IR2501 Week 5 - Constructivism by stariya


Theories of International Relations

            Week 5:

       1) Historical Context
       2) Ideas, Matter and Reality
       3) The First Generation: Onuf, Kratochwil, Wendt
       4) The Second Generation: Adler, Finnemore & Sikkink
       5) The Third Generation: Realist Constructivism
       6) Conclusion
Warning: messy politics of knowledge…

1. Historical Context: The Meteoric Rise of Constructivism

    End of Cold War
          o problem of change from within
          o discredited Marxian alternative
    Philosophical, Linguistic, Methodological „Turns‟
          o critiques of mainstream IRT: post-positivism
          o problem of double-bind: since its inception, IR has restricted itself
                    global politics  interstate relations  conflict
                    …now can‟t make sense of identity, poverty, environment, etc.
    Constructivism: via tertia?
2. Ideas, Matter and Reality: What’s the matter with materialism?

What is the world made of, and how can we tell?
       Ontology:       monism vs. dualism
       Epistemology: realism vs. instrumentalism

Two approaches to „knowledge‟:
   1. Explaining
   2. Understanding

1. Explaining
    Positivism & law-like regularities
    Ontology: philosophical naturalism
          o social & physical world work the same way
    …social science
          o Reveals objective Truth

2. ‘Understanding’
    If reasons can be causes, then…
          o hermeneutics
          o analysing discourse & its connection to political practices
    ontologically „fluid‟  „laws‟ depend on time & place...
    …social science??
          o Interprets world from a viewpoint

Two kinds of theory:
       Materialism:    ideas are the product of „deeper‟ material processes (e.g.
       Idealism:       Ideas matter (e.g. NRA & dark alleys)
The First Generation:

    Influences: Wittgenstein, Weber
    dissatisfaction with mIRT
          o focusing on instrumental rationality  miss interesting questions
            about why agents have certain goals, why/when they change them, etc.
                     e.g. religious radicalisation
          o defining knowledge only as „scientific‟ knowledge & methods,
            excludes lots of objects of study (e.g. Realism & ideology) & lots of
            methods (quantitative vs. qualitative analysis)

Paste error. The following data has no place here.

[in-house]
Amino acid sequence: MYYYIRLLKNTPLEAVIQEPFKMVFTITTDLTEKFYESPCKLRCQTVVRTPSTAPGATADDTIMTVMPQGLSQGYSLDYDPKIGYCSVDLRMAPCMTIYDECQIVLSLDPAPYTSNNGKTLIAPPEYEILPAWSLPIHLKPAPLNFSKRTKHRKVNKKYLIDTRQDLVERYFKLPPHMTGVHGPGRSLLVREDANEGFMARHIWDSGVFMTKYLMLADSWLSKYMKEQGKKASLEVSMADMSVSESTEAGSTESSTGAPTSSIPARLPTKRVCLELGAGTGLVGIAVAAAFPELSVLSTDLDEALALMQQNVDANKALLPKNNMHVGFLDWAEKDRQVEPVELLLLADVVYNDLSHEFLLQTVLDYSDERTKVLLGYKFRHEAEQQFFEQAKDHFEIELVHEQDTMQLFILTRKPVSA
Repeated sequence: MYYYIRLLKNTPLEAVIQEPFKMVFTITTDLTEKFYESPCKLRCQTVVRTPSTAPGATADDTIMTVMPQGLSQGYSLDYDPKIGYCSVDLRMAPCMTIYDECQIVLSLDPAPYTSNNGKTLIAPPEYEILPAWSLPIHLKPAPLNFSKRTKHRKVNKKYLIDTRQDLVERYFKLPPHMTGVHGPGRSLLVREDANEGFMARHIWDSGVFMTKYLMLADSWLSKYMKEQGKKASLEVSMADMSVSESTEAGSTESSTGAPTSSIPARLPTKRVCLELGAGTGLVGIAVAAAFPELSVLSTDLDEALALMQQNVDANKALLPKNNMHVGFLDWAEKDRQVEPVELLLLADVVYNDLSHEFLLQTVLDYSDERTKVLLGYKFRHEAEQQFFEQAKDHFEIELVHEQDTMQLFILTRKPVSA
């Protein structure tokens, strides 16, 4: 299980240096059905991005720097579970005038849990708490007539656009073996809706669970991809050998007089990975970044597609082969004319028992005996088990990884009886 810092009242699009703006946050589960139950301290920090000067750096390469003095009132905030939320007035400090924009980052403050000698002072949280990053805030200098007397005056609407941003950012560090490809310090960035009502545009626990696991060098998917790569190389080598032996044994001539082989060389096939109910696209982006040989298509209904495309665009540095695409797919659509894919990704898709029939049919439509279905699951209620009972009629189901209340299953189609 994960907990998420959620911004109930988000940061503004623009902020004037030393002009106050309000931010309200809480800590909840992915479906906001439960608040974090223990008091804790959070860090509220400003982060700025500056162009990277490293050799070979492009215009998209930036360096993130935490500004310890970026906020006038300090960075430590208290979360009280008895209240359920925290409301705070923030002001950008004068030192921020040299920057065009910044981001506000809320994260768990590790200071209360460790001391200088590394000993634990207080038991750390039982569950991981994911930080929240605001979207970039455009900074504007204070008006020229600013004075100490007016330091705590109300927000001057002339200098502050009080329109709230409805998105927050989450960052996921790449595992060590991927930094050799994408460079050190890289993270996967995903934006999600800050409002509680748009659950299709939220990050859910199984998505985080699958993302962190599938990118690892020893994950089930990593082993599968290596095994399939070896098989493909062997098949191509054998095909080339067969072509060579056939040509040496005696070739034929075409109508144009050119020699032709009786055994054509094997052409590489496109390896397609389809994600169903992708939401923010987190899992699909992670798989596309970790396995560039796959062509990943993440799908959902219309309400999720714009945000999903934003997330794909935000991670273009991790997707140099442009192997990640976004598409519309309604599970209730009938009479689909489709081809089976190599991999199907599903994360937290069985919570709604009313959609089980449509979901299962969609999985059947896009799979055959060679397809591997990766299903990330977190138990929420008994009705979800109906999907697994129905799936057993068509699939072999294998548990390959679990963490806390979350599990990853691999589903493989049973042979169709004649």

o problem with „revealed preferences‟ approach in mIRT:
    focus on interpretative activity by human beings: inevitable
          o  focus on norms („agreed interpretations‟)
    Norms:
          o Personal and collective identities, institutions, etc.
          o Norms are
                     intersubjective
                     mutually constituted

    Influences: Wittgenstein, Giddens
    Significance of language:
          o Wittgenstein and „language games‟
    Structuration:
          o norms, but also material & ideational realms
    Rules:
          o simultaneously regulative and constitutive

    Influences: Giddens, Bhaskar
    „Scientific realism‟: belief in causation of unseen, „deep‟ structures
    These „deep‟ structures are constructed:
          o „Anarchy is what states make of it‟
    “I am a positivist” (Wendt 1999: 39)
Second Generation:

    Emmanuel Adler:
          o Security Communities
    Finnemore & Sikkink:
          o Norm transfer
    Michael Barnett:
          o Dialogues in Arab Politics
    Ted Hopf & Peter Katzenstein (Russian FP, security), Jeffrey Checkel
     (psychology), etc. ...

Third Generation: Realist Constructivism

    Reconciling Realism with Constructivism (Barkin, Sterling-Folker; ISR 2004)
          o Realism: material world
          o Constructivism: “providing the identity variable” (Checkel, 1998)
    Checkel “Saving Identity from Postmodernists”

       Ontological „fluidity‟ (intersubjectivity of norms)  mutual constitution of
             o norms & institutions
             o Agents & structures
             o Ideational & material

Wendt vs. Constructivism:
Social constructivism is
       Ontologically anti-essentialist
             o the „essence‟ of an entity is socially constructed,
       Epistemologically anti-foundationalist
             o Social truths cannot be „discovered‟, but are created  they changes in
               time and across space

…Wendt & most Constructivists, however, are Positivists!

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